116. In particular, the CIP version 5 Standards do not provide for 
re-categorizing BES Cyber Systems based on a change in an individual 
entity's risk determinations. The CIP version 5 Standards also do not 
require minimum terms for contractual agreements associated with the 
acquisition or integration of new systems.\107\ This is not an 
exhaustive list of the differences between the proposed CIP version 5 
Standards and the NIST Risk Management Framework, but is representative 
of the differences in the security posture required under each.
---------------------------------------------------------------------------

    \107\ See generally Department of Homeland Security: Cyber 
Security Procurement Language for Control Systems. See also SP 800-
53 Revision 3, System and Services Acquisition control family, pages 
F-96 through F-105.
---------------------------------------------------------------------------

    117. While we are not proposing to direct NERC to address these 
concepts in the CIP Reliability Standards at this time, we invite 
comment on whether, and in what way, adoption of certain aspects of the 
NIST Risk Management Framework could improve the security controls 
proposed in the CIP version 5 Standards.

IV. Information Collection Statement

    118. The FERC-725B information collection requirements contained in 
this Proposed Rule are subject to review by the Office of Management 
and Budget (OMB) under section 3507(d) of the Paperwork Reduction Act 
of 1995.\108\ OMB's regulations require approval of certain information 
collection requirements imposed by agency rules.\109\ Upon approval of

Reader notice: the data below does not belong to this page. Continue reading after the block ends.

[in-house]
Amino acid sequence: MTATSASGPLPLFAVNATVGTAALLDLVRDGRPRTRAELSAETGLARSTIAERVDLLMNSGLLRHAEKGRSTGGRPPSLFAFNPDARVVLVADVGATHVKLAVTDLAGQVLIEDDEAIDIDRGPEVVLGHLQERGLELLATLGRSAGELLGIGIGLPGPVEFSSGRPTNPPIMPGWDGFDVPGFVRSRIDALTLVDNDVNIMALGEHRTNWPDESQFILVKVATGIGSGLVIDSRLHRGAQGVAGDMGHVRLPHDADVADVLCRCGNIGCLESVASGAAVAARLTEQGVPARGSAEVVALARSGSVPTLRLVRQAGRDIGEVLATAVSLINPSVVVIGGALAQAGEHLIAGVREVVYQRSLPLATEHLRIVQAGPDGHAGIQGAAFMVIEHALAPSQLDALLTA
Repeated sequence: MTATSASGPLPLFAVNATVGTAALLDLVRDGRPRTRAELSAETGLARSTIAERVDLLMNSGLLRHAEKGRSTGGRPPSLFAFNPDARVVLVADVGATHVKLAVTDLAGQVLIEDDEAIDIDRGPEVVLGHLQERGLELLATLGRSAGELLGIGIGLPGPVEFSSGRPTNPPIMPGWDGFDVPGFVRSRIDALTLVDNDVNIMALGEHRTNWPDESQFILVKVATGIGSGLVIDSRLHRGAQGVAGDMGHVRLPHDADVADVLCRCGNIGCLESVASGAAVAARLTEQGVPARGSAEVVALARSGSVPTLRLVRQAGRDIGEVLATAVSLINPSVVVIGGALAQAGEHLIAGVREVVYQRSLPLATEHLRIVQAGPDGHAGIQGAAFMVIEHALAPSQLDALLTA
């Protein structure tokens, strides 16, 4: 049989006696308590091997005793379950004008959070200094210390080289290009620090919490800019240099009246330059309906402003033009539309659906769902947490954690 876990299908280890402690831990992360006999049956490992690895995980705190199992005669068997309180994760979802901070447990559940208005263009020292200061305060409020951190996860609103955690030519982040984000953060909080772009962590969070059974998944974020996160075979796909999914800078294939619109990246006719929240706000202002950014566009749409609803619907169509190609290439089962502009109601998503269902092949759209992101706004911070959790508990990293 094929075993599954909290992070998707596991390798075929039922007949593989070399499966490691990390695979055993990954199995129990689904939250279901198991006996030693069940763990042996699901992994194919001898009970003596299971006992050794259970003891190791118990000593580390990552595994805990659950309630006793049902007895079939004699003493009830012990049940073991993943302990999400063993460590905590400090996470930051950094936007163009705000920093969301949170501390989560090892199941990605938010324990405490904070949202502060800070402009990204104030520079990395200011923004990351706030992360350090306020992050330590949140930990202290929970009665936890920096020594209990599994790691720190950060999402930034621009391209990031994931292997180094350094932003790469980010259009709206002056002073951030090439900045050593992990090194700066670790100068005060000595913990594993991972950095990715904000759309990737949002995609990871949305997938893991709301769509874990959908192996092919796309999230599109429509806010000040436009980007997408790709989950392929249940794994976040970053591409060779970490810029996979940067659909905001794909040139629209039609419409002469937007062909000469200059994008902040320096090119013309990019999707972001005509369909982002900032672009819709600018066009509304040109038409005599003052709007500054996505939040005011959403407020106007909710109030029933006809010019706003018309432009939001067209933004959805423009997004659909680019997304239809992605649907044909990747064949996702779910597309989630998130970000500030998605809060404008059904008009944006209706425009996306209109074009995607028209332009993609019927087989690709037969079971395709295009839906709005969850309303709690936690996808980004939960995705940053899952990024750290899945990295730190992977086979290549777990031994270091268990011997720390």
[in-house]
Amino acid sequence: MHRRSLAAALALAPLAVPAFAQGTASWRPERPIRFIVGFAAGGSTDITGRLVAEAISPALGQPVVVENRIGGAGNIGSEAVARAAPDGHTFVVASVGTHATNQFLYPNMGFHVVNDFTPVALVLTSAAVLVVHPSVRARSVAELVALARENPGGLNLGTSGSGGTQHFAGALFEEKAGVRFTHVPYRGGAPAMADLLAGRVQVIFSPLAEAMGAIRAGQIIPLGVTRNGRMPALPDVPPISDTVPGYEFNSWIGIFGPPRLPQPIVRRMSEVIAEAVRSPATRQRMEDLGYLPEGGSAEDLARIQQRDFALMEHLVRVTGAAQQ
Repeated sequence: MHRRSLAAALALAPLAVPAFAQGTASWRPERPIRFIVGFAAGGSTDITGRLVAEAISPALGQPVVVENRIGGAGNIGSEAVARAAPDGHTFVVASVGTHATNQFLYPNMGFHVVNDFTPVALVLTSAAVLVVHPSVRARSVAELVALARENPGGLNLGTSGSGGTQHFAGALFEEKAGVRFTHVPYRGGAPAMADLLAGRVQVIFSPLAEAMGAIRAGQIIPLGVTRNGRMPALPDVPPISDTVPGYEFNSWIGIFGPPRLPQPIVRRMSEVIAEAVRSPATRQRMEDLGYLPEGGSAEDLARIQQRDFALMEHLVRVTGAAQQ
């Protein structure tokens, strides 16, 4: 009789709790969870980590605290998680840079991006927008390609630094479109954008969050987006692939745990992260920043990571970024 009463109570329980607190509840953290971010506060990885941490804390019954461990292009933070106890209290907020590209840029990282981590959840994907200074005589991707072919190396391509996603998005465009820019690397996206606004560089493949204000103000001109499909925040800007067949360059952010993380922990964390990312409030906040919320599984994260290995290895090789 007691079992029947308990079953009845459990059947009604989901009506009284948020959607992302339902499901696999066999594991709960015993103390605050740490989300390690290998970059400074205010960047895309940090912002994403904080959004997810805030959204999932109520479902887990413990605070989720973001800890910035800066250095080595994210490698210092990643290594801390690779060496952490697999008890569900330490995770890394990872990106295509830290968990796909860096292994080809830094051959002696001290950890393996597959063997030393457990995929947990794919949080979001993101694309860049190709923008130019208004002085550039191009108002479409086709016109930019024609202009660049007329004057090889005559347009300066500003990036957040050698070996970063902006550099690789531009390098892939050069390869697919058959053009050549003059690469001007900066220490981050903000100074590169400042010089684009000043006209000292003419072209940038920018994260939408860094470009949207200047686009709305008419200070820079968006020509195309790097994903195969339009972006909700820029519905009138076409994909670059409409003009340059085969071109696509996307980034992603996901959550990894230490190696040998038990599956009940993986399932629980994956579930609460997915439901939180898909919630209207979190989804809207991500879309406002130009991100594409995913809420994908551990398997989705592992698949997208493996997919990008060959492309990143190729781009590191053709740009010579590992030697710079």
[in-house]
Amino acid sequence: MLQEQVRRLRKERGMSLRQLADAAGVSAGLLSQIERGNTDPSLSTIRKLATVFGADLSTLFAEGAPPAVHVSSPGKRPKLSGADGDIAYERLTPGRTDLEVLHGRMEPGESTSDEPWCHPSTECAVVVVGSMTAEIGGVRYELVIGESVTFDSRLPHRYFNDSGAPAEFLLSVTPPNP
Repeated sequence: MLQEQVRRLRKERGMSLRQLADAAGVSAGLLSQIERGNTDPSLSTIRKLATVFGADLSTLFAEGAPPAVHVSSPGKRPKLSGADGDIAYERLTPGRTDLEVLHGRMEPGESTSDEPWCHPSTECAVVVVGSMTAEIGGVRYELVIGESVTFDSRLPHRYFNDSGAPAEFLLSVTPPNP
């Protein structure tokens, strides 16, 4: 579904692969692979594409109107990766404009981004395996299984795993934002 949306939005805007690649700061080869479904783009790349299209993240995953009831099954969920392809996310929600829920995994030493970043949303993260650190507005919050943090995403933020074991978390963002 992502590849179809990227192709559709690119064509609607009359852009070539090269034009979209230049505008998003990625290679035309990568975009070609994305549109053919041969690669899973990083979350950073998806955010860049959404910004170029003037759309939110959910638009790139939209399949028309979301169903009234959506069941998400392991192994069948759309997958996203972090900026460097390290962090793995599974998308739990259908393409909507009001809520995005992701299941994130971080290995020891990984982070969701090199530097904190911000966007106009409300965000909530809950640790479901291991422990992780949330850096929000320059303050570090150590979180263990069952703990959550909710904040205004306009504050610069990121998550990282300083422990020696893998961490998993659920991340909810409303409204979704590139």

a collection of information, OMB will assign an OMB control number and 
expiration date. Respondents subject to the filing requirements of this 
rule will not be penalized for failing to respond to these collections 
of information unless the collections of information display a valid 
OMB control number. The Commission solicits comments on the 
Commission's need for this information, whether the information will 
have practical utility, the accuracy of the burden estimates, ways to 
enhance the quality, utility, and clarity of the information to be 
collected or retained, and any suggested methods for minimizing 
respondents' burden, including the use of automated information 
techniques.
---------------------------------------------------------------------------

    \108\ 44 U.S.C. 3507(d) (2006).
    \109\ 5 CFR 1320.11 (2012).
---------------------------------------------------------------------------

    119. The Commission based its paperwork burden estimates on the 
difference between the latest Commission-approved version of the CIP 
Reliability Standards (CIP version 4) and the estimated paperwork 
burden resulting from CIP version 5. While the Commission is proposing 
to allow the CIP version 3 Standards to remain in effect until the CIP 
version 4 Standards become effective, the Commission has already 
imposed the burden of implementing the CIP version 4 Standards. Thus, 
from a regulatory perspective, any change in burden related to the 
proposed approval of the CIP version 5 Standards would be relative to